The Glee Club

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The Glee Club
Glee Logo Cut Out.png
The Glee Club logo
LocationUnited Kingdom
OwnerComic Enterprises Ltd.
TypeComedy club, music venue
Genre(s)comedy, music, spoken word
Seating typeTheatre style
Capacity
  • Birmingham: 420 (Main Room), 150 (Studio Room)
  • Cardiff: 440
  • Oxford: 240
  • Nottingham: 400 (Main Room), 200 (Studio Room)
  • Glasgow: circa 400 (seated), 800 (standing)
Opened
  • Birmingham: 1994
  • Cardiff: 2001
  • Oxford: 2010
  • Nottingham: 2010
  • Glasgow: 2019
Website
www.glee.co.uk

The Glee Club is a chain of independent live stand-up comedy and live music venues in the UK. The first Glee Club was opened by Mark Tughan in Birmingham's Chinese Quarter in 1994,[1] the first dedicated comedy club to open in the United Kingdom outside London.[2]

A second branch opened in Cardiff in 2001 with a third club opening in Oxford in April 2010 and a fourth, two room club debuted in Nottingham in September 2010.

The latest club to come online is The Glee Club Glasgow which opened in February 2019.

A number of major names cut their teeth playing at The Glee, including Jack Dee, Peter Kay, Lee Mack and Ross Noble.[3]

The brand has been directly involved with numerous urban comedy festivals in their host cities, and also presented stand-up stages at major outdoor events, including V Festival from 2012-2017. The Glee Club Comedy Tent at V welcomed appearances from Sean Lock (V2012), Eddie Izzard and Josh Widdicombe (V2013), Alan Carr (V2014), Frankie Boyle and Russell Kane (V2016),[4] and Joe Lycett (V2017).

Comedy show[edit]

The Glee's regular comedy show consists of three acts from the UK and international comedy circuits introduced by a compère. The Saturday shows are often followed by a disco in some venues. All clubs also host tour shows by more established acts. Unlike many other comedy clubs, the seating for all comedy gigs is arranged in a theatre style[5] and the clubs' bars close during the performances.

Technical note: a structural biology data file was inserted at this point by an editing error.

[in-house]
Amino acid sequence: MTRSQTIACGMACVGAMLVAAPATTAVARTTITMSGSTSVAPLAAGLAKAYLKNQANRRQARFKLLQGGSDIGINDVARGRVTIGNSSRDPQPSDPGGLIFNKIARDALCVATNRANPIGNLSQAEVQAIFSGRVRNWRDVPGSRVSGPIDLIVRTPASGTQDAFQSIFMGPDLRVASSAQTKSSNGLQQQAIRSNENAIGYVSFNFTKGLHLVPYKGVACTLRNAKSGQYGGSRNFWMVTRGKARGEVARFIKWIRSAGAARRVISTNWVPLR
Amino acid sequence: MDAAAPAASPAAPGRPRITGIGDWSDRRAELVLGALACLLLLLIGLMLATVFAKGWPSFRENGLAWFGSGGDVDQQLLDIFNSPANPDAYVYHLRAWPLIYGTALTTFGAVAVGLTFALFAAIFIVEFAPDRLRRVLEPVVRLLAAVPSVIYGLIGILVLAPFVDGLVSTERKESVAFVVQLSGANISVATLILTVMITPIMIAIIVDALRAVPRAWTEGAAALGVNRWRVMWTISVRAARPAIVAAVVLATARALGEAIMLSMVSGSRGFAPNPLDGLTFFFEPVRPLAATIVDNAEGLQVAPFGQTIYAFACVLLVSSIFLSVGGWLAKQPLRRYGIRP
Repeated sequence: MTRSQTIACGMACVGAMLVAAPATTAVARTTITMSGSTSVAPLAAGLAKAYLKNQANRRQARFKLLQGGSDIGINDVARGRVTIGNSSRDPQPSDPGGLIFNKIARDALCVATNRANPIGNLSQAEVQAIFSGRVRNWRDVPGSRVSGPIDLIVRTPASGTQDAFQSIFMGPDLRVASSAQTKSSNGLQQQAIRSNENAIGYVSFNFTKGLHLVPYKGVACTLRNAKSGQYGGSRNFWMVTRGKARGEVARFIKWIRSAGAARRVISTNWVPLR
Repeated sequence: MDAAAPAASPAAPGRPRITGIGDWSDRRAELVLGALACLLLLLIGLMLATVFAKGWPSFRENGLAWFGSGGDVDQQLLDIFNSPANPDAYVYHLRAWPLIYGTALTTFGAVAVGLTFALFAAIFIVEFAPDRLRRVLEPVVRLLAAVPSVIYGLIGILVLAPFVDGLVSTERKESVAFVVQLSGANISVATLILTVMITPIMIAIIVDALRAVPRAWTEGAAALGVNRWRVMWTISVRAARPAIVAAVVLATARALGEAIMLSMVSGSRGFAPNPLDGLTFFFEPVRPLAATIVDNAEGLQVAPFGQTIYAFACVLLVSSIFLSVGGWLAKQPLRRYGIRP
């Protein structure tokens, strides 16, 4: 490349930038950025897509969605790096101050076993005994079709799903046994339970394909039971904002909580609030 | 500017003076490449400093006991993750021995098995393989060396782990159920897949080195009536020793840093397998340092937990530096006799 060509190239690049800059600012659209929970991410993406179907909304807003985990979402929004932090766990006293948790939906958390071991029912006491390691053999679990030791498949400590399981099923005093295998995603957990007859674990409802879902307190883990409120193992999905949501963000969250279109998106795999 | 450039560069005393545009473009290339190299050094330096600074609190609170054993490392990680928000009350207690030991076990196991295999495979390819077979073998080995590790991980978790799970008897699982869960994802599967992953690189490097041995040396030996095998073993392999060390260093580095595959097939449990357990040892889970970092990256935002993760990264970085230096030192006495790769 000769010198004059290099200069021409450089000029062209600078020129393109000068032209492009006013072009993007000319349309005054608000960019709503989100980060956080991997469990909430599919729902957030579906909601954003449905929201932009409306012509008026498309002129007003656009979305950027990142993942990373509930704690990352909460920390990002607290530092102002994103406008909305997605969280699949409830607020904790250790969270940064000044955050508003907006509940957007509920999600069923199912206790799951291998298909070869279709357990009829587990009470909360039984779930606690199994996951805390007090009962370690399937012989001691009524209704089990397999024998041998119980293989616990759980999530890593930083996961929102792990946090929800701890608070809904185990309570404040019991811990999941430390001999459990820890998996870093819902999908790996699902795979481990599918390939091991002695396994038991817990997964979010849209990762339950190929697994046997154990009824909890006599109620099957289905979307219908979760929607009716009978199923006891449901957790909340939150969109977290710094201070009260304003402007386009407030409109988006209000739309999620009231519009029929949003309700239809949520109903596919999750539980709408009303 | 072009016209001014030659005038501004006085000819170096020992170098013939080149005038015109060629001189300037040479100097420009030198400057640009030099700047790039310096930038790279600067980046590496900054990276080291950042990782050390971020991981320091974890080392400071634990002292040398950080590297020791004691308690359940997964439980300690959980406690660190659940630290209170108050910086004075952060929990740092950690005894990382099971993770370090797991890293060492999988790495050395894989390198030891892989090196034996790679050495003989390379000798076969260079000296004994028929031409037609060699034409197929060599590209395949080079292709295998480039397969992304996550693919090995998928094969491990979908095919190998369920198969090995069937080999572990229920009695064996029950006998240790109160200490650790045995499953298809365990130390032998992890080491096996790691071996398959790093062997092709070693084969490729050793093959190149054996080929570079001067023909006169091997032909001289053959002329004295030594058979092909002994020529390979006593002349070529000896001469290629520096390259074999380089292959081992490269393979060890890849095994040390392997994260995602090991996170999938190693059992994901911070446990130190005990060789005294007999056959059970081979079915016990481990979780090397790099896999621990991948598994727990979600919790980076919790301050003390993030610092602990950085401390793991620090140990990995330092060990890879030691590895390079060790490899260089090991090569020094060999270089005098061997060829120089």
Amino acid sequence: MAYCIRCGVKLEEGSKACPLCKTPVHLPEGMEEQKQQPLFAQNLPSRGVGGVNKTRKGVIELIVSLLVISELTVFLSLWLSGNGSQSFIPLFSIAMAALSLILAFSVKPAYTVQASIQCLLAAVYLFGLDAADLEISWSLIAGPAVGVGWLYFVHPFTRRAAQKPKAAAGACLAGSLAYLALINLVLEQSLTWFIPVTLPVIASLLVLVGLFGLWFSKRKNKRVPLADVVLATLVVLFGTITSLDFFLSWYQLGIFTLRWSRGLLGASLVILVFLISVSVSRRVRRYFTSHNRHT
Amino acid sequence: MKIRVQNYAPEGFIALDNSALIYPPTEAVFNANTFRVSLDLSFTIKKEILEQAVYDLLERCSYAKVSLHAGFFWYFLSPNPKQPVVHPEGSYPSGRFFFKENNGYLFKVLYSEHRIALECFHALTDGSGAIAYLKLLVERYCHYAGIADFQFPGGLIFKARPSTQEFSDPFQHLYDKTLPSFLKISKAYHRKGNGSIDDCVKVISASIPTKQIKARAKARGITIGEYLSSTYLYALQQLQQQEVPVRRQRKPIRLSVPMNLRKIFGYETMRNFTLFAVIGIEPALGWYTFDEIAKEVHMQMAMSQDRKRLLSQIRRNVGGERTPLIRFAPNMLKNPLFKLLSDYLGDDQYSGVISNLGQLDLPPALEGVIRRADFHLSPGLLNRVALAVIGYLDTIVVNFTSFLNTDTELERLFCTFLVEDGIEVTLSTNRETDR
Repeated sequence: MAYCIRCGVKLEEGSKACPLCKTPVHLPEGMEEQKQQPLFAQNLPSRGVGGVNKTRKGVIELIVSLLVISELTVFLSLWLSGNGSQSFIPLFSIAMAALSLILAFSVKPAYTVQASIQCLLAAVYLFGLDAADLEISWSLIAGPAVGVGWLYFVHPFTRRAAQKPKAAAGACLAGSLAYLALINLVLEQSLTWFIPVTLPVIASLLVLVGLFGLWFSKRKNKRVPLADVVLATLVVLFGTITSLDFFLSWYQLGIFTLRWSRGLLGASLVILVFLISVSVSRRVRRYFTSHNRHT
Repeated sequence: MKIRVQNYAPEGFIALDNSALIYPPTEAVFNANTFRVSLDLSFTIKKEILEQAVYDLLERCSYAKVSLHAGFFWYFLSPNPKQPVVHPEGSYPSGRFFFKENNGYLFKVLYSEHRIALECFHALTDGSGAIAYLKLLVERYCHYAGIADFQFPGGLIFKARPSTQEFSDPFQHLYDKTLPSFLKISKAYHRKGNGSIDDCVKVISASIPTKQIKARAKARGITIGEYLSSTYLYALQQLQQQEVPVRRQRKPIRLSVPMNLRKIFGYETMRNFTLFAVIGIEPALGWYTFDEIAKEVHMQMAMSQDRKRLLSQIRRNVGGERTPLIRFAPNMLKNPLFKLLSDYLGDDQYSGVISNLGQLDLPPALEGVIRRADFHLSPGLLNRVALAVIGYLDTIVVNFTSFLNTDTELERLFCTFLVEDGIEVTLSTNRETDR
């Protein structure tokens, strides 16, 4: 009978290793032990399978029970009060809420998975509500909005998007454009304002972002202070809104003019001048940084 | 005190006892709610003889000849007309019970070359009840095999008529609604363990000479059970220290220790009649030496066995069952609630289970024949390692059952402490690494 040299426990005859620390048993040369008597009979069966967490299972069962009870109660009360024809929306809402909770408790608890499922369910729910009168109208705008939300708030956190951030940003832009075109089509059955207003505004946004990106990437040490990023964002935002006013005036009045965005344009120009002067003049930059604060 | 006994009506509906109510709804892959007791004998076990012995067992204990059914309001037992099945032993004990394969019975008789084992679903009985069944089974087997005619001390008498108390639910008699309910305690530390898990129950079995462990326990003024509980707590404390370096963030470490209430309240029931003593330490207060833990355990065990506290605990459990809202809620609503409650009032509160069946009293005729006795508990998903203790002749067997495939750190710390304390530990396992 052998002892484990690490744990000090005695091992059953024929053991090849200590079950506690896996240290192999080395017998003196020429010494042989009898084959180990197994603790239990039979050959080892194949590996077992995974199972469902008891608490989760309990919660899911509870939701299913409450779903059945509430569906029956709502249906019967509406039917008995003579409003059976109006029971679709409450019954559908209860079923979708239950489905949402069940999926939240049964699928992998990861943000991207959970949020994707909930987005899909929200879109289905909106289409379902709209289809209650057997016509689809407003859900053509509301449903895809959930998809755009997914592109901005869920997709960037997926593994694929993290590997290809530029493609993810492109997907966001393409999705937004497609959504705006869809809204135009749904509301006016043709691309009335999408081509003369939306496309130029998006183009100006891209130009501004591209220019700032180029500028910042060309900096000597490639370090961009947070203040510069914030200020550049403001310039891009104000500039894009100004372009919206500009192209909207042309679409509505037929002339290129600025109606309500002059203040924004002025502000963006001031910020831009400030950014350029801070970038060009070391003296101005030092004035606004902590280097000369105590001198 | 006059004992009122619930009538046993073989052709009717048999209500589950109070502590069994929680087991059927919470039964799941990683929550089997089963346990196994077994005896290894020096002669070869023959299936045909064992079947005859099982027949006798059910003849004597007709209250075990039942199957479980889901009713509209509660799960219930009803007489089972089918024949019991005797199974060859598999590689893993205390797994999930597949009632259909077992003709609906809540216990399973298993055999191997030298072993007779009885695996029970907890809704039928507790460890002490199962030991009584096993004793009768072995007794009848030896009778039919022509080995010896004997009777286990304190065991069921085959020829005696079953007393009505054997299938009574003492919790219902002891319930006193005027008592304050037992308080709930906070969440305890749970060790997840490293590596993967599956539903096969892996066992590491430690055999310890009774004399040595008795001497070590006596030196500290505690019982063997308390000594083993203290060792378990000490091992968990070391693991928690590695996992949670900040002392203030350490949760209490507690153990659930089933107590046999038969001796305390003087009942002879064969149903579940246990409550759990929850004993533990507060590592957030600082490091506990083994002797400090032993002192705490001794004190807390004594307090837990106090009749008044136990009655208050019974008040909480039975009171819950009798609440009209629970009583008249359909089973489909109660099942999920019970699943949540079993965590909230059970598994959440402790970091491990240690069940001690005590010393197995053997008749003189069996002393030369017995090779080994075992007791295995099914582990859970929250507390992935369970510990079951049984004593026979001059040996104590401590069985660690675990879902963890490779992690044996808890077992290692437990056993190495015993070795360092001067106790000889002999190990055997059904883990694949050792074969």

Professional comedians enjoy appearing at the clubs; as Tom Allen reported: "The Glee Club people are excellent at creating an environment where people can enjoy themselves. There’s a science to getting the venue and night out right and they are great at attention to detail, everything from the welcome at the door to getting the lighting right. In the past comedy could be quite a macho environment and the Glee Clubs have been great at tackling that and making sure their bills feature diverse performers."[6]

Many professional acts also opt to play secret or low-key tour warm-up shows at The Glee. Among those who've previewed largescale theatre and arena shows, and test out new material, are John Bishop, Lee Evans, Michael McIntyre, Sarah Millican[3] and Jack Whitehall.[7]>

Live music[edit]

The Glee Clubs have presented live music since April 2001, and presently host gigs in Birmingham, Nottingham, Cardiff and Glasgow. Among the acts who have appeared include Adele and Mumford and Sons.[8] Music was initially brought to the Glee Club by promoter Markus Sargeant.[citation needed]

The Glee Birmingham[edit]

Situated in Southside, Birmingham, The Glee's original home opened in leisure development The Arcadian on 10 September 1994, and was the first dedicated comedy club to open in the UK outside London.[2]

The 20th anniversary show, in 2014, was compered by Ross Noble.[3]

The venue is home to several unique nights including Comedy Carousel and Rough Works. Hosted and created by comedian Andy Robinson, Comedy Carousel has won several awards including multiple What's On Readers' Awards for Best Comedy Club Night and a Chortle Award for Best Comedy Club Show 2015,[9][10] while actress and comedian Jo Enight's Rough Works provides a platform for new and established acts try out new material. Also taking place at the club is The Birmingham Comedy Festival Breaking Talent Award, which recognises new and emerging talent from the West Midlands.